Joint Herping Post: Michigan

Dedicated exclusively to field herping.

Moderator: Scott Waters

Post Reply
User avatar
Rich in Reptiles
Posts: 492
Joined: November 30th, 2012, 7:45 am
Location: Missouri

Joint Herping Post: Michigan

Post by Rich in Reptiles »

Hey everyone! Bethany here. I just got back from a whirlwind trip touring Michigan and all its wonders- more specifically its herps and landscapes! My man Nathan (Jefferson on here) and I are doing a joint blog post, where Nathan provides the narration and I provide the photos. While the reptiles, amphibians, mammals, and landscapes that I saw were incredible, my favorite part of the trip were the lovely faces I saw and Northern voices I heard (I literally went into a gas station and bought a pack of gum just to hear the cashier lady's accent). I spent a bit of time catching up with my sister and her family in Kalmazoo, then headed East to spend time with Nathan and his family. The North Woods is SO gorgeous, not to mention the lakes out there! The vegetation has a very vibrant, lush color, and the bright white of the paper birch and aspen gives a stunning contrast to the forest. If it didn't snow so much up there it's a place I wouldn't mind living. I now know what "up north" really means, and what a lake IS and what a pond ISN'T. Anyway, onto the actual post!

ImageMarsh by Bethany Avilla, on Flickr

In the dog days of summer, there’s nowhere I’d rather be than Northern Michigan, or as we Michiganders call it, “up north,” a region that I roughly define as everything north of a line that runs through Standish and Mecosta. Compared to metropolitan Detroit and the rest of downstate, the north country is a different world entirely. The population density in most of “up north” is lower than the population density of Appalachia, and the landscape changes from deep loamy soils that support farming aplenty and deciduous forests to sandy, bad farming soil that supports only jack and white pines, snow-white-trunked birches and grayish-tan aspens fluttering vibrantly in the breeze. The noises of the city are replaced with the calls of Kirtland’s Warblers and the sloshing of waves against the sandy shores of Lake Huron and Michigan. National Rifle Association stickers adorn the back windows of nearly every truck and aged SUV on the two-lanes that cut through the piney hills, and the temperature during the peak heat of summer stays consistently below eighty degrees with a slight breeze off the lakes.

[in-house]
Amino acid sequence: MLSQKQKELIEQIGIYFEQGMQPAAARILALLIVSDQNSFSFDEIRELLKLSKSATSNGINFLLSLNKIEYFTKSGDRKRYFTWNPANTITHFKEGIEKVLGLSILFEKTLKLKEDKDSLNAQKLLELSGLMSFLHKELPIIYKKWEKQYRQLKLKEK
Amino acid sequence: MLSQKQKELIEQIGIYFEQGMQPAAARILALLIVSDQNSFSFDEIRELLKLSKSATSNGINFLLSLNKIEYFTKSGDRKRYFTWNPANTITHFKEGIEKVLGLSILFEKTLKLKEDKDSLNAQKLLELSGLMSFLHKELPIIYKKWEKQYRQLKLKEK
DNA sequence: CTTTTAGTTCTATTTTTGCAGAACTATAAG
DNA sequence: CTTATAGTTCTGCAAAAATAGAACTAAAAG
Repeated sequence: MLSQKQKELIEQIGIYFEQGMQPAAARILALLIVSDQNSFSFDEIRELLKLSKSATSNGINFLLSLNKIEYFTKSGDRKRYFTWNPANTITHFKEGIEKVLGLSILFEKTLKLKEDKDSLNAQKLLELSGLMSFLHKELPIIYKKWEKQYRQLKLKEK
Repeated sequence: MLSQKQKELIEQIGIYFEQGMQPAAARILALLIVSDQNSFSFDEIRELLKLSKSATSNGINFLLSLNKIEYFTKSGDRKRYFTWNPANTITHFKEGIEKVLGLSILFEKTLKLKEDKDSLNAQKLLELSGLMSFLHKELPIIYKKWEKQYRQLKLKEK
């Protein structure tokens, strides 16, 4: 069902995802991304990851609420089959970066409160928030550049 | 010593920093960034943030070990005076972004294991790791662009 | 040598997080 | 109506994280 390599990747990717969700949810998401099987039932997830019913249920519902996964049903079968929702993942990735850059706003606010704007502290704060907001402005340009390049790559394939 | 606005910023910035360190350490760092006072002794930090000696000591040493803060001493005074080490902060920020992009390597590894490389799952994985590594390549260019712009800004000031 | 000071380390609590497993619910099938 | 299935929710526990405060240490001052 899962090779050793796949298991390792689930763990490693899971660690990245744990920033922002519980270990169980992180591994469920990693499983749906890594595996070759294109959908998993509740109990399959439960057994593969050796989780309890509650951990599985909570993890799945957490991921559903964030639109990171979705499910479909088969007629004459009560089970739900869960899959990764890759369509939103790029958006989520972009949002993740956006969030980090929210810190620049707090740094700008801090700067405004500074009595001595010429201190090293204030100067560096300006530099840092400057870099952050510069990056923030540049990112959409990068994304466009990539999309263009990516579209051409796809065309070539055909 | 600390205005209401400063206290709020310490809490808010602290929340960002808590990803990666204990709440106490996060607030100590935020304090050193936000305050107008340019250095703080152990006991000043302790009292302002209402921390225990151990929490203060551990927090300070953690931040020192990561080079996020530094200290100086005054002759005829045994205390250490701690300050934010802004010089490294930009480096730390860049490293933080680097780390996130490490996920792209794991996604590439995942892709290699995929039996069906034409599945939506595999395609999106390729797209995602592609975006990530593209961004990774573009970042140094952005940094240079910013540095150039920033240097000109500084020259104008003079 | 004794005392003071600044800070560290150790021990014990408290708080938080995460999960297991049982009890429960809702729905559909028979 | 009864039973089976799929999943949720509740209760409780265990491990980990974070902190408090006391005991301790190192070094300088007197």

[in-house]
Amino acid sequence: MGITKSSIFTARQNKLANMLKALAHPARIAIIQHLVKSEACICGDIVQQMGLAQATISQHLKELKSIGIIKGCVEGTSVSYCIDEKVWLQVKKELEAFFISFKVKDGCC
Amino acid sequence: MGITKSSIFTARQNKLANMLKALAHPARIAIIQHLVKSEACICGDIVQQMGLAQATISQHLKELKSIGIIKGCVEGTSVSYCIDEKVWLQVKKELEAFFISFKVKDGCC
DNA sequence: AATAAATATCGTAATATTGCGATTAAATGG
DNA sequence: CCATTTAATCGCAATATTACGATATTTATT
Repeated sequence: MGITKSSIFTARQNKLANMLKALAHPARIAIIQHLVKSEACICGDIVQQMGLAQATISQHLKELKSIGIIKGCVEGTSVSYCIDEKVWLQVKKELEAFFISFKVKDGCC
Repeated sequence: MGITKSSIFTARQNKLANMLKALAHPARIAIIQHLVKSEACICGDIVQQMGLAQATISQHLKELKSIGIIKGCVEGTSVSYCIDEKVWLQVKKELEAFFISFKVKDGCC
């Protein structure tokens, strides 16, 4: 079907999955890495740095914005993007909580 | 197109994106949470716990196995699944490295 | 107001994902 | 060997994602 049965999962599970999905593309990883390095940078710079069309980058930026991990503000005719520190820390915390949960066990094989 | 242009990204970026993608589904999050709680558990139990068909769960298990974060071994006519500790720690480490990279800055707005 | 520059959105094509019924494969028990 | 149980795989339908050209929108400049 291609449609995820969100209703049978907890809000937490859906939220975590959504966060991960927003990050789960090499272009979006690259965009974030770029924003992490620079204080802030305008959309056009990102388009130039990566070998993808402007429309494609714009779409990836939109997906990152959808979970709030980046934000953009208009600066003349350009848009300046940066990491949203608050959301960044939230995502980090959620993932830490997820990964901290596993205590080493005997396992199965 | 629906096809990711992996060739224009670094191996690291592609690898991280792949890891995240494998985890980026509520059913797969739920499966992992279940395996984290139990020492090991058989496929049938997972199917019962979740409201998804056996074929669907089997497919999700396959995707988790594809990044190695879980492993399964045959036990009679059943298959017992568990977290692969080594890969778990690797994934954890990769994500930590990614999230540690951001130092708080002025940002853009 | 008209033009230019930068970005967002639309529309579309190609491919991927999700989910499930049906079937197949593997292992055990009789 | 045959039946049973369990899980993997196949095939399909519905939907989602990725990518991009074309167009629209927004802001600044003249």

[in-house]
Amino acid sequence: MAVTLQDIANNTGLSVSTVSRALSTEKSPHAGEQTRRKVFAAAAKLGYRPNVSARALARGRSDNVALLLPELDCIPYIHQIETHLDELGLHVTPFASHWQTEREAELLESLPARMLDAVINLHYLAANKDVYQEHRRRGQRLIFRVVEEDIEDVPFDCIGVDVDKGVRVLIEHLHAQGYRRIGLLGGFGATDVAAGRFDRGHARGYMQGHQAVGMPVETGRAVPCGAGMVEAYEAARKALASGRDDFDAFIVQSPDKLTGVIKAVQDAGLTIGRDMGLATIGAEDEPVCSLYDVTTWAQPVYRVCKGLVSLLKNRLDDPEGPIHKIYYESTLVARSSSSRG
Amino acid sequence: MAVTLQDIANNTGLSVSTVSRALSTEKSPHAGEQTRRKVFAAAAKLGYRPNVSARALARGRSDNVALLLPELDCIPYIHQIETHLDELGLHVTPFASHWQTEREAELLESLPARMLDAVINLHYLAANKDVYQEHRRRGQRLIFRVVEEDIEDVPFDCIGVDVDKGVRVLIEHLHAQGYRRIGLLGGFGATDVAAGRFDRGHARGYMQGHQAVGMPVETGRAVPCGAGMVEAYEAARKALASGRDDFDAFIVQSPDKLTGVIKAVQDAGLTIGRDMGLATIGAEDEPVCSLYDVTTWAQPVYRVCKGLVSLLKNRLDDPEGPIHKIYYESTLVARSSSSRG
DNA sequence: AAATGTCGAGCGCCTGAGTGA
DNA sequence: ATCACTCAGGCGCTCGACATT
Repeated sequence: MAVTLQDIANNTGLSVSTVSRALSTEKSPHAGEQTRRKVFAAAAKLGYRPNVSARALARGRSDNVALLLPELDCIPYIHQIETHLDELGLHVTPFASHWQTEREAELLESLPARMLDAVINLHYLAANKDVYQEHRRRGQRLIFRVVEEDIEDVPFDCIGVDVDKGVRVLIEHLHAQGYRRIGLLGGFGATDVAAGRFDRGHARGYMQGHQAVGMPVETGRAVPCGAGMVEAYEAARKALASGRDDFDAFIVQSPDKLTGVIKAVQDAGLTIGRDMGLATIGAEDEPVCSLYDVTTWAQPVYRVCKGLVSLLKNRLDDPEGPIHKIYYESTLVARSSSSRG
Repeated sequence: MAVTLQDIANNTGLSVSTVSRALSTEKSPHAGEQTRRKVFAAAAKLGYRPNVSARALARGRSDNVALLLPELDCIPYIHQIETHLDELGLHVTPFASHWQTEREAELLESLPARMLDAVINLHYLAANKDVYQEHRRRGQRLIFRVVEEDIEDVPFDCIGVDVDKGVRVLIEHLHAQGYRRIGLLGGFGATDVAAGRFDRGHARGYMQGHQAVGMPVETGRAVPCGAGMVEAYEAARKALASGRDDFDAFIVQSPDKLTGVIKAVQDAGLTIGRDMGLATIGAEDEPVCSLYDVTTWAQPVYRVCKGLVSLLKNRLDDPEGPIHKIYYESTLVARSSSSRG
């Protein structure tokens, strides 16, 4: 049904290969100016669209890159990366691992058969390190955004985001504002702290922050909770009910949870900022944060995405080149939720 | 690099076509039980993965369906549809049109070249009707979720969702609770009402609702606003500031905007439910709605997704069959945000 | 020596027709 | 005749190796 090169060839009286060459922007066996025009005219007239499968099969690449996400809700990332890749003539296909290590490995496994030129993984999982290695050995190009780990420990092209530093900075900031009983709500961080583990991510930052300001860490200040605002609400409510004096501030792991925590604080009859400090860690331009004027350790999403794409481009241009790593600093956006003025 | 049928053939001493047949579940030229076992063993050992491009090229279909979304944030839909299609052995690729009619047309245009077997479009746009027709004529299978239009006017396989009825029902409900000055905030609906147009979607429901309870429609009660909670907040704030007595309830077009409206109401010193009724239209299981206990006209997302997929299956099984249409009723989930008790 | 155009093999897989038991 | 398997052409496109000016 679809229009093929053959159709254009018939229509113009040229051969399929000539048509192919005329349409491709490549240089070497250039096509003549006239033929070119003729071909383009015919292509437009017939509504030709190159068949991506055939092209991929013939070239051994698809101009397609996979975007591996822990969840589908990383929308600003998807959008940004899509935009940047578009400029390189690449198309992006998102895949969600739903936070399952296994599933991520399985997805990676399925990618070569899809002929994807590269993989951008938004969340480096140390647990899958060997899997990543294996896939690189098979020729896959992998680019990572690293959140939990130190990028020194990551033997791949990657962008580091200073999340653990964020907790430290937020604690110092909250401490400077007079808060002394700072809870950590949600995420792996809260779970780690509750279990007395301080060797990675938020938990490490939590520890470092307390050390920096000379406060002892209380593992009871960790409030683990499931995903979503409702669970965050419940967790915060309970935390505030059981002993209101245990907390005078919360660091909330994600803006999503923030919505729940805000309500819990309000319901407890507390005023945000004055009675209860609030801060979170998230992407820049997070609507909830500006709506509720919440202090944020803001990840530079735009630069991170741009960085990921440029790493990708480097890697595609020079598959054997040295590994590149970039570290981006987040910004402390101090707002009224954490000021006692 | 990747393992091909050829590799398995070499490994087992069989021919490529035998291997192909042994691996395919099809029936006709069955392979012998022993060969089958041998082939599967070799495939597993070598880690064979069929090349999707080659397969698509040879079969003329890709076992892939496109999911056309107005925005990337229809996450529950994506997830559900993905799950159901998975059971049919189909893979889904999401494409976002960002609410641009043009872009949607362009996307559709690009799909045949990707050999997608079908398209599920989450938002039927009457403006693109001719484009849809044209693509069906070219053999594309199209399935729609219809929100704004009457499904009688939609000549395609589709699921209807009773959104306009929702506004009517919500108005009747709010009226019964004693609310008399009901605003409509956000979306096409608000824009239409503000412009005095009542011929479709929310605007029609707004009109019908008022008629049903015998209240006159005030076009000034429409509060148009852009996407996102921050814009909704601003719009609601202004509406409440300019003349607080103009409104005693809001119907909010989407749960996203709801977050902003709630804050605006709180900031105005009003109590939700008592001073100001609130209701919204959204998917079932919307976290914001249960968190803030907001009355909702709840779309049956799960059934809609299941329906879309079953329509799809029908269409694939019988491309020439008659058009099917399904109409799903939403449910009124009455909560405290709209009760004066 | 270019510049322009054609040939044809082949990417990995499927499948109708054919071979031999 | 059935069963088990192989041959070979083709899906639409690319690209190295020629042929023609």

So, when my girlfriend from Tennessee said she wanted to come visit me in Michigan this summer, I couldn’t bear the thought of her only seeing the I-94 corridor and metro Detroit in our state. We had to go up north, I told her, and that we did, loading up the fishing poles, cameras, and guitars for a four-day trip to the land of sand dunes and fishing. On the way up, we stopped in Lapeer County to get a blue-spotted salamander, seeing a spotted salamander and some red-backs (including a nesting female) and newts in the process. From there, we ventured up interstate 75 through the hollowed-out manufacturing country of Saginaw and Flint toward the north woods, passing one of my favorite landmarks, the Standish A & W restaurant, in the process (Standish is home to a state prison that was briefly considered for housing Guantanamo Bay inmates). Standish is where interstate 75 and US route 23 split of from one another, with US 23 following the shore of Lake Huron and interstate 75 tracking through the middle of the mitten to the Mackinac Bridge (which is pronounced “Mack-eh-NAW”). We took US 23 amid a drizzle, which broke by the time the shoreline of Lake Huron came into sight in Alabaster Township, where the forest turned to birch and aspen with swampy sections. A quick post-dinner road cruise that night turned up nothing, and a driving rain made any snake cruising after twilight impracticable anyhow. But the next day, our herping luck turned around rapidly.